Conor McGregor is bombastic and brash leading to a fight. However he never rubs it in after a win and always displays sportsmanship and appreciation for his opponents. He didn’t want to see the sad face of a beaten opponent and said he “felt it” for a blitz-win on another.
Being magnanimous will help you grow your fan base and, even more, will help you cutting down on the “haters”.
McGregor is obsessed. He says that to be great and reach the pinnacle at anything, you have to be a bit “gone” and crazy. Obsession risks to make you a bit one-sided in life as you develop on a narrow focus and skillset, But if you can stomach the risk of being a one trick pony, it will definitely help you becoming outstanding.
#8 In The Zone Switch
Conor McGregor is one of those athletes who feels and performs at his best under pressure. This gives him a huge advantage over many (most?) athletes who are instead “trying to calm down” before key events (even Michael Jordan admitted to being nervous before big games).
Conor is supremely skilled in his craft, but you only become a box office record breaker when you can combine mastery with showmanship. He does it. Trash talk, bragging, picking out enemies and rallying crowds is a common virtue among similarly super-popular stars, which indeed tend to be more present in individual sports (to name a few with similar traits: Mohammad Ali, Valentino Rossi).
#10 Self Belief (=Supreme Confidence)
Many of the characters we have highlighted contribute in making Conor McGregor a supremely confident individual. There’s one last key though. Conor McGregor isn’t just confident he’ll beat his opponents. Conor McGregor has a deep rooted belief in Conor McGregor himself. All around. In any situation.
That kind of confidence only comes when you’re not afraid of anything in this world, to quote his fellow countrymen U2. Physical dominance certainly contributes, but self belief is mostly a mental state.
You start getting higher and higher on the self belief scale as your confidence draws from more and more areas, skills and beliefs in your life. Conor draws his confidence from many areas of his life. He’s not just the best fighter in his category, he’s also witty, socially calibrated, emotionally well adjusted and with a solid net of family and human support around him.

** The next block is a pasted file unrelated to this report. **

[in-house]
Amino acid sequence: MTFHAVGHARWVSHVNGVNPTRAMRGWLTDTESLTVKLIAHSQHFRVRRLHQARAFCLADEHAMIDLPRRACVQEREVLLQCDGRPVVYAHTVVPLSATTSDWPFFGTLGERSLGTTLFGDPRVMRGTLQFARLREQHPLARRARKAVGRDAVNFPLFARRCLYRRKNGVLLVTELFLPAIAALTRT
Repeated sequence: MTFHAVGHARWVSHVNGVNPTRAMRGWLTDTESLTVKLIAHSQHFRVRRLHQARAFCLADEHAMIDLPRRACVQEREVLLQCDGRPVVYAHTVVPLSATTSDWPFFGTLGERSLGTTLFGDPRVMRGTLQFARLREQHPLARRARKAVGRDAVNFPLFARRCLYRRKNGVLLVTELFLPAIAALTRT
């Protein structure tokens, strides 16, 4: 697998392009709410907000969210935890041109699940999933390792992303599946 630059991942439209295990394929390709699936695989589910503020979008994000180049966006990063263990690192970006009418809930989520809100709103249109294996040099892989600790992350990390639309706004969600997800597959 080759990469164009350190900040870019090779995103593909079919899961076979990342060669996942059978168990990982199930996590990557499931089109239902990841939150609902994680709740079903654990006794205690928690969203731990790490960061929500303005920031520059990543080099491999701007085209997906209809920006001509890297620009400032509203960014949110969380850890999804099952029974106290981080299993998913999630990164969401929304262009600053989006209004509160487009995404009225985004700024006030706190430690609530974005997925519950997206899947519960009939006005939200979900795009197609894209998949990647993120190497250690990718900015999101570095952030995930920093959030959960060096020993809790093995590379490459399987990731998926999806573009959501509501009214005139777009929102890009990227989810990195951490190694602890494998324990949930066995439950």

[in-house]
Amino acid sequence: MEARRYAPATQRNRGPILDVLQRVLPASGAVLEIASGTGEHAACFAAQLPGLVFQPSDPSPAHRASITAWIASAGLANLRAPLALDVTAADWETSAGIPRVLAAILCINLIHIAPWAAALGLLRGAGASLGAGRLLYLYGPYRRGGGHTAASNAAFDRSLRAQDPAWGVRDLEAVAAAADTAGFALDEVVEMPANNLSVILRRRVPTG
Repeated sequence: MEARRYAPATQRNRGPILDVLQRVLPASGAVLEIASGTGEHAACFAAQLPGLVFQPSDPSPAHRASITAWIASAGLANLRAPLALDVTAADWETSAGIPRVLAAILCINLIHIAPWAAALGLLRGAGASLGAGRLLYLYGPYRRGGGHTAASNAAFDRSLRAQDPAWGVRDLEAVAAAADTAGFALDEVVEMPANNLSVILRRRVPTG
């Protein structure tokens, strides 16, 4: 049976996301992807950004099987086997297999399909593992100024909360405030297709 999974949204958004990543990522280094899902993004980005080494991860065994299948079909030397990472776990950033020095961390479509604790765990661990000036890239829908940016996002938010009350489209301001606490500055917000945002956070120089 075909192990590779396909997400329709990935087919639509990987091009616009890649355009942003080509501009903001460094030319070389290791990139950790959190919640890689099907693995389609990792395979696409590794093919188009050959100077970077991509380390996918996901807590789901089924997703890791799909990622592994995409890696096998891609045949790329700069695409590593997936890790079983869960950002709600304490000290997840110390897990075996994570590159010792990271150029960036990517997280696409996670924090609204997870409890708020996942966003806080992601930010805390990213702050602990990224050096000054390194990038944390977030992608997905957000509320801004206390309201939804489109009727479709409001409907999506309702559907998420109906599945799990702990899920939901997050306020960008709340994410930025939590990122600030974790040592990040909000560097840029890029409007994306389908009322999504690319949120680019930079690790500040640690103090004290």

At the very peak of it, supreme confidence comes from the belief that no matter what happens to you, you’ll be fine and content. That’s total mental control. Conor McGregor gets close to that state thanks to an important trait he has: bouncing back powerfully from his losses.
It’s indeed easy being confident in victory. But men are born and characters are forged in our worst hours. You test your personality in your failures, not in your victories.
Conor McGregor trusts himself to do well in failure and adversities.
Conor has been there and done that: he owned his failures and came back from them.
Conor McGregor can look a bit juvenile as of today.
If he wanted to appear more powerful and ominous, he should:
- Move Slower
And cut on the dancing and jumpy, jerky movements
- Speak Slower
Similarly, he should slow down his rate of speech. And speaking of speech:
- Cut the Banter
Powerful looking people don’t diss and trash talk. And often don’t talk too much for that matter
- Cut the Posing & Downsize Wardrobe
A great style is important. But, as Robert Greene says, too much desire for attention signals insecurity. Conor McGregor seems to be taking it too far there. Some people will be bound to link that behavior to overcompensation, shallowness and/or, as Greene pointed out, insecurity. That might be true or not, but as they say, perceptions are reality.
And if you wanna dig deeper on McGregor least confident and powerful moments here’s a video:
Conor McGregor: Key Learning Summary
Conor McGregor checks all the boxes of what Tim Grover would call a “cleaner“.
He is focused on his art -obsessed actually-, addicted to winning and doesn’t compete with anyone (but makes the competition measure up with him).
McGregor says in an interview he’s motivated by money, and I believe he’s wrong. Conor McGregor types are motivated by the insatiable hunger of succeeding and dominating. Money is a great side product, I’m sure he loves it, but it’s not the main driver.
While McGregor is dominant -see here some of his power moves- he doesn’t look powerful or intimidating (unless you need to face him in the Octagon, that is :). He’s more like a funny, overflowing guy who happens to be a cocky fighter too. If he wanted to look powerful, he’d have to slow down, talk less and rein in his too frequent emotional outbursts (see here how he could take a leaf out of The Godfather’s book).
Watch the video (first video with a terrible microphone) :